Coming of Professional Age: Teaching Others

Insights Coming Of Professional Age 1

Lifelong passions are often rooted in the teachers who support us on our path. I gained a love for math from a middle school teacher, “Mr. Scozz,” and passion for history from Mr. Virmilyea, a high school teacher. My passion for soccer… this came from my dad. Teachers plant the seeds.

In 2018, I started my career as an HVAC engineer and was supported by many great teachers. They helped me gain an understanding of mechanical systems through site visits, coordination calls, and general project meetings. They helped me gain confidence in my designs, in the way I carried myself in meetings, and in my approach to conflict resolution. As I progressed and became a lead mechanical engineer on some projects, not only did I continue to learn from more experienced colleagues (as we do throughout our careers), but I started becoming a teacher myself. My boss asked if I was prepared to teach a new hire fresh out of college, have her shadow me, and help her learn to design independently. Of course, I was ready!

I come from a long line of teachers – my father has been a teacher for almost 20 years, his sisters have been teaching in inner-city schools for decades, and my grandfather, Pops, was an English teacher and, later, high school Principal. Having my father as my science teacher enabled me to see how well he taught while encouraging students to enjoy the learning process. From him, I also learned how challenging yet rewarding it can be to make an impact on students who are resistant to learning, (and just how competitive he could be in the student-faculty basketball game!) My family planted the seeds for me, and I began teaching in college as a calculus tutor (which I loved). So yes, I was ready to take the next step and become a teacher as part of my job.

Kate With Pops
Kate & Pops

With the new hire, I started with the basics of using software like Revit, CAD, load calculation programs, etc. These were straightforward, quantitative, and easy for me to teach. As she became able to work more independently, I could assign her tasks and review lists of items we needed done. Yet I found her work incomplete and often not up to my standards. Feeling I was falling short as a teacher, I asked myself “Why doesn’t she understand?” “Why didn’t she get this done?” “Did she not listen to what I asked?” I knew this individual was passionate about her job, so I was confident that her performance was not rooted in a lack of effort or care.

I’ll admit I don’t like to waste time and can be a bit blunt, so I asked her if she hadn’t heard me or didn’t understand what I was asking of her. It was clear that my questions, while rooted in genuine concern, were not being received well, and I realized I was being hard on her the way I would be on myself. Throughout my life, as a student, athlete, and now engineer, I set very high standards for myself, standards that can often be difficult to meet. I learned a difficult lesson after realizing I was setting the same expectations for this young engineer that I set for myself.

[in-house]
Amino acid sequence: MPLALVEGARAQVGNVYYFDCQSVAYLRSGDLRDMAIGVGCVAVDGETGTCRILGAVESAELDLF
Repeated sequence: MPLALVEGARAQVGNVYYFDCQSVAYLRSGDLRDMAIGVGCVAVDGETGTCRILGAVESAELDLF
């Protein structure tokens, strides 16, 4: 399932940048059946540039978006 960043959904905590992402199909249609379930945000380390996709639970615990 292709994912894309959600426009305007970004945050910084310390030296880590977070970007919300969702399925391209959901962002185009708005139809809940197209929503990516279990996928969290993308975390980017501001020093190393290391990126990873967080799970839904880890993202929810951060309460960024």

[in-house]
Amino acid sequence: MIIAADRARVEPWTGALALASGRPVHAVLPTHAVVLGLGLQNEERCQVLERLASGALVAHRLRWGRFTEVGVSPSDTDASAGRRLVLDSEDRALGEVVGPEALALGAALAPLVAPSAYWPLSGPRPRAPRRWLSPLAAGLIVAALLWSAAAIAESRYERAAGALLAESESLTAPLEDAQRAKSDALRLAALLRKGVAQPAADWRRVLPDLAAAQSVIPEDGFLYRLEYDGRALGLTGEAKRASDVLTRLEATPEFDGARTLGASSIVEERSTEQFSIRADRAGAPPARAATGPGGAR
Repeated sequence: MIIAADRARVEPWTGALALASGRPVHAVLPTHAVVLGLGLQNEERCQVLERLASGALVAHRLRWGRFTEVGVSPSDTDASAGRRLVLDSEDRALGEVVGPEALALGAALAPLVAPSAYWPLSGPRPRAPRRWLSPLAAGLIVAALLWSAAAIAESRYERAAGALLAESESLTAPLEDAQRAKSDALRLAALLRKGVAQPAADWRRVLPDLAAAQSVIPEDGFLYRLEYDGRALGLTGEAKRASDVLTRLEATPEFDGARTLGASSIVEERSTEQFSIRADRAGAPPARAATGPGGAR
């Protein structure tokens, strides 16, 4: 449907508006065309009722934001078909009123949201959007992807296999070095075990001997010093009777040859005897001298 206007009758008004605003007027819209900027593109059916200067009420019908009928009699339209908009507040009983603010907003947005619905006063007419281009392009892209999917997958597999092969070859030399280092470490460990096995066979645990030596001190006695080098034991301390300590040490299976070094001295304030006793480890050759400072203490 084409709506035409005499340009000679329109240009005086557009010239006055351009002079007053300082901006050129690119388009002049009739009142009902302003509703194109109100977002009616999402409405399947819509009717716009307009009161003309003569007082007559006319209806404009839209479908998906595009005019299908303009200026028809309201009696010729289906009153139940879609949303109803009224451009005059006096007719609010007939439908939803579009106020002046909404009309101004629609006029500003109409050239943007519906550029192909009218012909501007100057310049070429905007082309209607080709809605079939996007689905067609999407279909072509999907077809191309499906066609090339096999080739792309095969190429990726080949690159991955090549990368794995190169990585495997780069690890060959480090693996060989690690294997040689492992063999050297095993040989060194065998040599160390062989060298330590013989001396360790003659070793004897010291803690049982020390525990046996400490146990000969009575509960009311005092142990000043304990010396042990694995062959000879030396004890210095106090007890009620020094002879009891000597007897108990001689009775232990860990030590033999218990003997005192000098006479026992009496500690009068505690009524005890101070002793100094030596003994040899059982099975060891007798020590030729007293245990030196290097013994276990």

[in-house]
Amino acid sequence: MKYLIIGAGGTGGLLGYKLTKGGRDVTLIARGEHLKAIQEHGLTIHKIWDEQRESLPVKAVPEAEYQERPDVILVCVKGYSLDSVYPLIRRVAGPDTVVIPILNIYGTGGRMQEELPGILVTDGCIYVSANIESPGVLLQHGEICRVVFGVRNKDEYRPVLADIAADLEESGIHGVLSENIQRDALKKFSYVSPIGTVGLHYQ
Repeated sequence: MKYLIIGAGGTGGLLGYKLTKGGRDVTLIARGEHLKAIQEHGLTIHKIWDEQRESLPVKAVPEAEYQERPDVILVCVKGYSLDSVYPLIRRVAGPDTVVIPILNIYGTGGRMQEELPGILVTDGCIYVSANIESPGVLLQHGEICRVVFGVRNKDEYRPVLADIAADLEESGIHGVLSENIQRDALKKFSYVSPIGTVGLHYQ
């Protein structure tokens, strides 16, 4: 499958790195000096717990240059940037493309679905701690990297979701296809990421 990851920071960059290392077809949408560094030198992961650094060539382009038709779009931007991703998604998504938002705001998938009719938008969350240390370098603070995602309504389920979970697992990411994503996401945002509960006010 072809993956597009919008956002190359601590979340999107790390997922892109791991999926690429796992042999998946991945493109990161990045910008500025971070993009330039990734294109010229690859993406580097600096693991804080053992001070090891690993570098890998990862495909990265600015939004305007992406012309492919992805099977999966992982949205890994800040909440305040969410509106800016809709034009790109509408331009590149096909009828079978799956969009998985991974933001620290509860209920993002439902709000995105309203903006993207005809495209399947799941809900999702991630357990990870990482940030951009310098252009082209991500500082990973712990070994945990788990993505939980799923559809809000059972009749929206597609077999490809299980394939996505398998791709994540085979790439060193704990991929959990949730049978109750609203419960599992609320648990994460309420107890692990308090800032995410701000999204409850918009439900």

With my year-end review coming up, I was still struggling with this teaching experience. My boss and one of the partners highlighted my work and general performance, all of which were going well, but then spoke to me in depth regarding the way I approached the issues I was having with the young engineer. They told me she felt I was being hard on her and overly critical. I knew then that this was not the time to bring up the questions I had about her performance. I think this was when I realized I was the problem. I hadn’t been prepared to adapt to a different learning and communication style or a different work pace from the way I operate. Honestly, it broke my heart for a bit knowing that the time and effort I was putting in were not having successful results. The one not putting their best foot forward was in fact, me.

After this discussion, I altered my expectations. This was my first attempt at changing my approach, but I quickly knew this wasn’t the right way either. I saw that she was passionate and engaged, but that I had put my own expectations for myself on her.  I needed to understand that I couldn’t set expectations for her, that she needed the space to form her own expectations. We each create our own expectations for our own work and understanding these expectations are key to a successful teacher-student relationship. In a one-on-one conversation, we discussed how she learns best and my communication methods – something I had never done because I had made assumptions. The most important thing I did in that meeting was to let her know she was doing a good job and how I saw great potential but set the bar too high before she even had the tools to reach it. One size does not fit all with teaching and as I adapted to her learning style, we became a much better team. This was the start of great change in our working relationship, in our dynamic. The more I listened, the more she learned.

Teaching is an inevitable stage along many career paths. There is no army of one, especially in HVAC engineering – you need a team. As I discovered, teaching is not as easy as the great teachers make it look! Lesson One: Every individual learns differently. Lesson Two: While we teach, we never stop learning.

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